2 Preview Civil vs. criminal procedure Adversarial process History Major problemsLord Woolf’s reformsCivil proceedings
3 Civil vs. Criminal lawCivil Law: laws relating to people’s rights and to agreements between individuals; disputes between individuals; action is taken by the aggrieved party.Criminal Law: law relating to crime: illegal conduct for which a person may be prosecuted and punished by the state; offences which, though committed against an individual, are regarded as harmful to society as a whole; action is taken against the wrong-doer in the name of society.
4 ADVERSARIAL PROCESSType of litigation, characteristic of the common law: parties are set up against each other, as if they were opponents in a battle.The parties in a civil case: equally matched opponents, responsible for preparing their own side of the case and finding their witnesses and evidence, with little or no involvement by the courtThe function of the judge: to hear both sides and pass judgment
5 Burden of proof Criminal cases: beyond reasonable doubt Civil cases: on the balance of probabilities
6 Burden of proof: criminal case The prosecution must make the court sure that the defendant is guilty.If the court is not sure, it must acquit the defendant, even if it finds that he was probably guilty
7 Burden of proofIt is always easier to make someone else believe that something is probably so than to make them sure of it; it is easier to prove a civil case than it is to prove a criminal case
8 SETTLEMENTMost civil cases are settled out of court, trial being the “ultimate weapon” in the battleOf those cases where proceedings are commenced, only a small percentage come to trialMost civil disputes are settled between the parties, usually by their solicitors before proceedings have startedThe monetary level of settlements is lower than damages awarded by courts
9 HistoryEnd of 18th century: civil matters dealt with by several different courtsSeparate, often overlapping jurisdictionsLargley centralised in LondonNo coordination, inefficiency, incompetence, delaysLitigation in the higher courts: extravagance which could be afforded only by the very rich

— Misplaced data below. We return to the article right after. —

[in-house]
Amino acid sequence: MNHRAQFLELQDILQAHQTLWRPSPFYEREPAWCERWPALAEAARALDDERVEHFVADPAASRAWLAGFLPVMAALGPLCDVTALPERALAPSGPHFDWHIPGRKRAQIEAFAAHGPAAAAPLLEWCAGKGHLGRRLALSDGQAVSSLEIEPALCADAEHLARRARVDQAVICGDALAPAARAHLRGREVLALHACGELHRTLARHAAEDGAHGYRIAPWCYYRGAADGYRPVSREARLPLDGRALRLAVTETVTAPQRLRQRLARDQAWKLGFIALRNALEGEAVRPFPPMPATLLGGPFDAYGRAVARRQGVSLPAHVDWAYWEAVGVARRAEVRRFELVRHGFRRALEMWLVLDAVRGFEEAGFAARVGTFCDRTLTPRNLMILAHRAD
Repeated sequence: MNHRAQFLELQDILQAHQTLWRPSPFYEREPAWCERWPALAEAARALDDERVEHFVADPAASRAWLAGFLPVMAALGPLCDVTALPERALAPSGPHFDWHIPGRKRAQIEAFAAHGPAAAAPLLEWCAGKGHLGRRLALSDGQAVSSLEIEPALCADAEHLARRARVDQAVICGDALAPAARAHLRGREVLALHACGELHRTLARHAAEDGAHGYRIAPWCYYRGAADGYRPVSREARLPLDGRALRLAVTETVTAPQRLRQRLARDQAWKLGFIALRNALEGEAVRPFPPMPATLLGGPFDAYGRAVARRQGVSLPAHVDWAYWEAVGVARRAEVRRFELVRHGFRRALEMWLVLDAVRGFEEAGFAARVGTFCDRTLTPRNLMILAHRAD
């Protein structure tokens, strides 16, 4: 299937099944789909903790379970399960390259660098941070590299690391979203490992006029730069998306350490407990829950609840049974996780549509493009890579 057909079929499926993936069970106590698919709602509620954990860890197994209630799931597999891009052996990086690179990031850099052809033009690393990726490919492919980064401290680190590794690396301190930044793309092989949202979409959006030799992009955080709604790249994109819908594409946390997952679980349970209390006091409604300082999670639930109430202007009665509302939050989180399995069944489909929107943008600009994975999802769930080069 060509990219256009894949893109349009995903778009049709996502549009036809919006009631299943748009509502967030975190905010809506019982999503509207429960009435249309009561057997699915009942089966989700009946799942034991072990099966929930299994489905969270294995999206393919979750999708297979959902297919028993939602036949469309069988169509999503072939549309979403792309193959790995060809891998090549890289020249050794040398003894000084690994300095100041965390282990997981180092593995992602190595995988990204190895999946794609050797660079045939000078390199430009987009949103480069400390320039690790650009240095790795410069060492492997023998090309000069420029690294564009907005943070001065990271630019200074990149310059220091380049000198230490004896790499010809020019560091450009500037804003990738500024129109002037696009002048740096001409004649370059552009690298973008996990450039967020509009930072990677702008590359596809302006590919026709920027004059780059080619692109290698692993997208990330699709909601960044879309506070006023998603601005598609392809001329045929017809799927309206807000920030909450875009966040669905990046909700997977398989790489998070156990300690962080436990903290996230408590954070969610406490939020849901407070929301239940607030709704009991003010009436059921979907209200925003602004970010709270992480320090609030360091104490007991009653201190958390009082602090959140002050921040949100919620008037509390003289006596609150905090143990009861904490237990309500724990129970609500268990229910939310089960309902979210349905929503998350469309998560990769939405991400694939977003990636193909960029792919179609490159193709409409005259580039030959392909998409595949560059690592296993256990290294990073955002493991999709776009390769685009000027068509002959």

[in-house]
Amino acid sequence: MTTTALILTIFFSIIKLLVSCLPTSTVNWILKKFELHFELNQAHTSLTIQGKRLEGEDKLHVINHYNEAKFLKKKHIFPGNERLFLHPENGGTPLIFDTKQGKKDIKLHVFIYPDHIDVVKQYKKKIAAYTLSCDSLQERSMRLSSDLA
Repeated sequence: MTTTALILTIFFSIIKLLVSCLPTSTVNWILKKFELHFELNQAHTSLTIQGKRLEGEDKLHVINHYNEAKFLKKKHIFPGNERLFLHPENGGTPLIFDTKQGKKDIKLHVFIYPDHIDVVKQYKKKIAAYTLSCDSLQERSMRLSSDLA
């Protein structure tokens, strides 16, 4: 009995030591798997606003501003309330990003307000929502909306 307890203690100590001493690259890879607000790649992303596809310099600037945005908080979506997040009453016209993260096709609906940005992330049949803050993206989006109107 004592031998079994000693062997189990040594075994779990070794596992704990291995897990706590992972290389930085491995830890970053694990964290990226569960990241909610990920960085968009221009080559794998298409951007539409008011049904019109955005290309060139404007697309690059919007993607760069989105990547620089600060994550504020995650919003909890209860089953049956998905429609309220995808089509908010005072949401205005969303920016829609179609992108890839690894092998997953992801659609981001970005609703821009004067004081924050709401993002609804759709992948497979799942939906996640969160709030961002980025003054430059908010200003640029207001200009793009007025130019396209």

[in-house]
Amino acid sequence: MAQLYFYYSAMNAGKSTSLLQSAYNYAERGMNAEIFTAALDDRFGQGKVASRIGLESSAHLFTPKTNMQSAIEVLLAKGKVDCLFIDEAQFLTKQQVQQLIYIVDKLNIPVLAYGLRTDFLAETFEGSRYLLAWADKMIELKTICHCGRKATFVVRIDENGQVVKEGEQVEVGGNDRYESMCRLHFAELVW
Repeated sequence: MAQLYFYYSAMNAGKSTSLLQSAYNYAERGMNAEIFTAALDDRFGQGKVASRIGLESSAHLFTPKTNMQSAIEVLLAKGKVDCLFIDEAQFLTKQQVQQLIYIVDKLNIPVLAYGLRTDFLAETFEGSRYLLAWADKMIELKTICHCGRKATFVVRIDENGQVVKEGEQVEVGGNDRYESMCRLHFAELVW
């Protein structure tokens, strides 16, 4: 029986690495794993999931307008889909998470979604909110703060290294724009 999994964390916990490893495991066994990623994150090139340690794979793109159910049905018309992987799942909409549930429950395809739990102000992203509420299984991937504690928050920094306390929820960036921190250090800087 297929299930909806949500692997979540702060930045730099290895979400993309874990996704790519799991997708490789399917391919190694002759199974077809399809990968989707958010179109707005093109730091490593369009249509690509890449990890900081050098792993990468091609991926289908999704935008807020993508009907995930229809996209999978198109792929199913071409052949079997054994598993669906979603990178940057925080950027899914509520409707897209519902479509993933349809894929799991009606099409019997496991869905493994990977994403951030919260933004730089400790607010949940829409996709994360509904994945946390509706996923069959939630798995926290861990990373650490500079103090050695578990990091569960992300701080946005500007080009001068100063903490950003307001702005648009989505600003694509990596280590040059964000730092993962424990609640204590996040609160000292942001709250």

10 Charles Dickens, Bleak House (1853) “Jarndyce v. Jarndyce drones on. This scarecrow of a suit has, in the course of time, become so complicated that no man alive knows what it means. The parties to it understand it least; but it has been observed that no two Chancery lawyers can talk about it for five minutes without coming to total disagreement as to all the premises.
11 Charles Dickens, Bleak House (1853) Innumerable children have been born into the cause; innumerable young people have married into it; innumerable old people have died out of it. Scores of persons have deliriously found themselves parties in Jarndyce v. Jarndyce, without knowing how or why; whole families have inherited legendary hatreds with the suit.
12 Charles Dickens, Bleak House (1853) The little plaintiff or defendant, who was promised a new rocking horse when Jarndyce v. Jarndyce should be settled, has grown up, possessed himself of a real horse, and trotted away into the other world. Fair wards of court have faded into grandmothers; a long procession of Chancellors has come in and gone out…
13 Charles Dickens, Bleak House (1853) …there are not three Jarndyces left upon the earth perhaps, since old Tom Jarndyce in despair blew his brains out at a coffee-house in Chancery Lane; but Jarndyce v. Jarndyce still drags its dreary length before the Court, perennially hopeless.”
14 The Civil Justice Review (1988) Delay in litigation “causes continuing personal stress, anxiety and financial hardship to ordinary people and their families. It may induce economically weaker parties to accept unfair settlements. It also frustrates the efficient conduct of commerce and industry”
15 CUREProposals for a system of interventionist court control of case progress with time limits, reminders being sent to solicitors and a penalty for non-complianceA significant move towards judicial interventionism to a degree unknown so far to the English legal system
16 Lord Woolf’s Reforms (1999) The system: “in a state of crisis…a crisis for the government, the judiciary and the profession”
17 Lord Woolf’s Reforms (1999) “Without effective judicial control…the adversarial process is likely to encourage an adversarial culture and to degenerate into an environment in which the litigation process is too often seen as a battlefield where no rules apply. In this environment, questions of expense, delay, compromise and fairness have only a low priority. The consequence is that the expense is often excessive, disproportionate and unpredictable; and delay is frequently unreasonable”
18 CostsA successful claim by a supplier of fitted kitchens to stop a ₤ 10,000 a year employee from taking up a job with a competitor cost the employer ₤ 100,000A divorced wife had to pay ₤ 34,000 in costs for a judgement that awarded her ₤ 52,000 of the value of the family homeThe legal aid budget rose from ₤ 426 million in 1987 to ₤ 1,526 million in 1997
19 Civil Procedure Rules (CPR) Before the CPR, it was up to the parties and their legal advisers to progress the case, decide what issues they wanted to have heard, and to present evidenceUnder the CPR: the judge manages the case: sets the timetable, controls and tries to simplify the issues to be decided; puts limits on the evidence which may be called at the trial